The quirky sock comment is one of the main things that sticks out in my mind about my visit with my 86 year old grandfather in January.  The other thing that I remember most about that visit is how lonely Grandpa seemed to feel.  Grandma died 2 1/2 years ago after suffering from Alzheimer’s Disease for a few years.  Though he tries to go about his daily life by doing such things as working in his yard or visiting with family, Grandpa seems as though he’s only going through the motions.  He said several times during our visit how much he misses Grandma.

For Christmas I decided to give Grandpa the gift of time–my time.  I bought him a game of Skip-Bo, wrapped it up, and taped a note to the top of the package stating that I would be visiting him once a month to play games with him.  When he talked to my mom a little later about the gift I had given him he said, “She doesn’t have to do that.  And besides, I don’t know any games to play.”  But that is just Grandpa.  He doesn’t want to be a bother.

The first time I visited in January we never got around to playing any games.  He just talked.  And I listened.  I nodded.  I smiled.  Not only did I hear about his socks and how much he missed Grandma, I also heard the schedule of the t.v. shows he watches, how his dog, Nikita, protects him, and how he is sure he comes from Tower of Babel times, because he can no longer understand what people are saying in church (said with a wink and a chuckle).  I enjoyed the visit and left feeling excited for February’s visit.

In February I took advantage of the President’s Day holiday and took my kids with me since there was no school.  I want the four of them to connect with their “Grandpa Great.”  We pulled the kitchen table out and placed Uno Attack on it.  Grandpa eyed the game warily and asked, “What is that?  I’ve never seen that before.”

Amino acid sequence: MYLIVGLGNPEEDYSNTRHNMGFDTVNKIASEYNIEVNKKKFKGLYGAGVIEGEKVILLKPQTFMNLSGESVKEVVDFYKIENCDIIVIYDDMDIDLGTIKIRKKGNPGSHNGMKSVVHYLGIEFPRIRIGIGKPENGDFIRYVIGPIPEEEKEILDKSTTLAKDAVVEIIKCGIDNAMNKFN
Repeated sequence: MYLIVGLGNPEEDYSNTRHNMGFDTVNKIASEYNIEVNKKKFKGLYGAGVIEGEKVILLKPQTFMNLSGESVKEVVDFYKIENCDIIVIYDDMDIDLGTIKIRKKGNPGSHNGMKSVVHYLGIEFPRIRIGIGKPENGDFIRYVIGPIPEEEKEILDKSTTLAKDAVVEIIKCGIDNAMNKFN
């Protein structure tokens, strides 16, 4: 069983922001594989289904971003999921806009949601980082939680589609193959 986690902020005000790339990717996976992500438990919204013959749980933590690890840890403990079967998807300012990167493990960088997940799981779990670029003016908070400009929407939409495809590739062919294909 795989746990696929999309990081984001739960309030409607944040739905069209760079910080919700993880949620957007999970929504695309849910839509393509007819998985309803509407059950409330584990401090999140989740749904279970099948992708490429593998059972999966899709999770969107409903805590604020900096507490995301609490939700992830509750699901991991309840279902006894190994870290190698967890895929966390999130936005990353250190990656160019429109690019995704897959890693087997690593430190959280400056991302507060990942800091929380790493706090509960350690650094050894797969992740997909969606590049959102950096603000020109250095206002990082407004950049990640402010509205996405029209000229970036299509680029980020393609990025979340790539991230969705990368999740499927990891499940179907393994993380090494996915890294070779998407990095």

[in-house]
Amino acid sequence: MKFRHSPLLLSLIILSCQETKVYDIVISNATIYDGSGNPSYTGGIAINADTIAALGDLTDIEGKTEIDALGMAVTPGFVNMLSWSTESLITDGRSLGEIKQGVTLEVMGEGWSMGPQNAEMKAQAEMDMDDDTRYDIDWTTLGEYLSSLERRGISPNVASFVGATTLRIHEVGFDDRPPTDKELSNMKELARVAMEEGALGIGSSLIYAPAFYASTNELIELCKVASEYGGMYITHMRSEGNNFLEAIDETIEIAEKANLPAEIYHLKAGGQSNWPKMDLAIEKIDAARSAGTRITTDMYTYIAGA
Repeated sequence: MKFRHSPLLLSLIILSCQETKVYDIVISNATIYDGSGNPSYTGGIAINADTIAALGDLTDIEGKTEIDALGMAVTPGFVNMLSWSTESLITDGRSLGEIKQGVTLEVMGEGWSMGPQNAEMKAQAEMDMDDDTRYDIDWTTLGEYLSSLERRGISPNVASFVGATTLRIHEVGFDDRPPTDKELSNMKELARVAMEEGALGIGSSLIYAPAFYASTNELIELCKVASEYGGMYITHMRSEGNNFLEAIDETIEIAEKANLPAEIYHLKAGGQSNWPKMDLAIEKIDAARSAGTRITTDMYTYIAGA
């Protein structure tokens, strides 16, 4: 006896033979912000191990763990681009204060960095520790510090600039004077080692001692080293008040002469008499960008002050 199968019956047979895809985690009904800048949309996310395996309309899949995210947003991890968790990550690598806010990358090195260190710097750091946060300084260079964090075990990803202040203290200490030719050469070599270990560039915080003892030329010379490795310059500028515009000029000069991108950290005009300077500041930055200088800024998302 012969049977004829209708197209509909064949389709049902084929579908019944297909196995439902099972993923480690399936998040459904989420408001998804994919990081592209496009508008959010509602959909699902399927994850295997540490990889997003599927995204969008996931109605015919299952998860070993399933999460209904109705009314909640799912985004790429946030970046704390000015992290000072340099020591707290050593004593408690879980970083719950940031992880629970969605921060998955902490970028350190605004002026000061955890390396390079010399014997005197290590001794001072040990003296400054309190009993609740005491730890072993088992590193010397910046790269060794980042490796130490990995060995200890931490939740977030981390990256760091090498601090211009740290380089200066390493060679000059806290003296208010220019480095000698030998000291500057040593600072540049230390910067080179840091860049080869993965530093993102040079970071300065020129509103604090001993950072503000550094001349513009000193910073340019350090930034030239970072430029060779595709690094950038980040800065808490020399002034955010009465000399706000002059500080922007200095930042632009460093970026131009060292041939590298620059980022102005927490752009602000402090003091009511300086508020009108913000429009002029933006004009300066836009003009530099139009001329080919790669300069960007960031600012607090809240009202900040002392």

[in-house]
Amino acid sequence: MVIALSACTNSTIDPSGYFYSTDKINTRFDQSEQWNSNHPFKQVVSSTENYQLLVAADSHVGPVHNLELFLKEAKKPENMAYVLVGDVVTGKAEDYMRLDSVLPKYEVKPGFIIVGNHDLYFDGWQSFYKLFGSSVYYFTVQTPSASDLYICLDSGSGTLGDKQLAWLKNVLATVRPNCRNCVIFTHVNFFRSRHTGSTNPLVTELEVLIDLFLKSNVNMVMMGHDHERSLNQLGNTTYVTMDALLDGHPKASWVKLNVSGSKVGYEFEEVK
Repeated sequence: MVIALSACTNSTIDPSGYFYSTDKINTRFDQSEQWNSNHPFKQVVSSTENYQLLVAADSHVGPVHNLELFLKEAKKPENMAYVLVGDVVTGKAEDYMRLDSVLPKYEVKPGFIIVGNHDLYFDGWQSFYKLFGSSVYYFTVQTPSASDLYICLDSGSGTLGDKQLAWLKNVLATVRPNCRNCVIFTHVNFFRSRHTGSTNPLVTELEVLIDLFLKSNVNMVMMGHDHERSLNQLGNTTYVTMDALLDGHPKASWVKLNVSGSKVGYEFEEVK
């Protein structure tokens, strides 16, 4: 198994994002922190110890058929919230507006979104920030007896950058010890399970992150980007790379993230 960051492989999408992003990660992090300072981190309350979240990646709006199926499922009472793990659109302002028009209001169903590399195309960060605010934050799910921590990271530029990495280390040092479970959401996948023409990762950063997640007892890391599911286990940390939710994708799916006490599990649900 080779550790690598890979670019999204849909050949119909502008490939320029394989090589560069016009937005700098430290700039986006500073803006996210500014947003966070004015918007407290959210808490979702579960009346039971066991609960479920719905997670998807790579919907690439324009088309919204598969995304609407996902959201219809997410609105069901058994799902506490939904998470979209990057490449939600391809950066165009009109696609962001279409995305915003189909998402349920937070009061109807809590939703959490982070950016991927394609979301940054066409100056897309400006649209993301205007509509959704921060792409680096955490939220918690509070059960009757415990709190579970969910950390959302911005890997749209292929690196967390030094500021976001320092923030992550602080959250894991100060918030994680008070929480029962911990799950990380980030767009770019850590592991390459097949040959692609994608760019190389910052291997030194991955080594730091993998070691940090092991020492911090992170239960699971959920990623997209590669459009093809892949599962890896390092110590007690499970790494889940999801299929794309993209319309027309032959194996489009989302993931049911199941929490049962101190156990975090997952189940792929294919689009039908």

“It’s a game, Grandpa.  You’ll learn it.”

The first time the game spit a bunch of cards out Grandpa laughed hard.  When he caught on that it would happen randomly throughout the game he sat forward and watched intently whenever one of us had to press the button.  We played several hands, Grandpa playfully accusing anyone that won a hand of cheating.  “Hoob”, who was sitting next to Grandpa, got into the act and started dishing him out Draw cards whenever she got the chance.  Grandpa had a good time retaliating.  “Huh” had brought along her guy pal, “Brass.”  At one point in the game Grandpa looked at “Brass” and asked what was wrong with him since “Brass” couldn’t seem to win a hand.

Unfortunately, “Brass” had to be home early, so we were only able to play the game with Grandpa for an hour.  As we were walking out the door the kids all commented that they had had fun.  “Mack” even asked me a few days later when we could do it again.

Yesterday “Yawlin” got out of school early so I took him with me for the March visit.  This time we brought the game Sorry.  Again, Grandpa looked at the game warily and asked, “What is that?”

And again the answer, “It’s a game, Grandpa.  You’ll learn.”

My second cousin “A”, who lives in the back portion of Grandpa’s house, was there when we arrived so we invited him to play.  Grandpa quickly replaced the batteries in his hearing aids so that he could hear us better and we began the game.  “Yawlin” was quick to give Grandpa pointers and moved Grandpa’s pawns for him whenever they were too far away for Grandpa to reach.  “A” ended up winning the game.  But, since it had ended sooner than any of us wanted, we continued to play to see who would come in second.  “Yawlin” got that honor.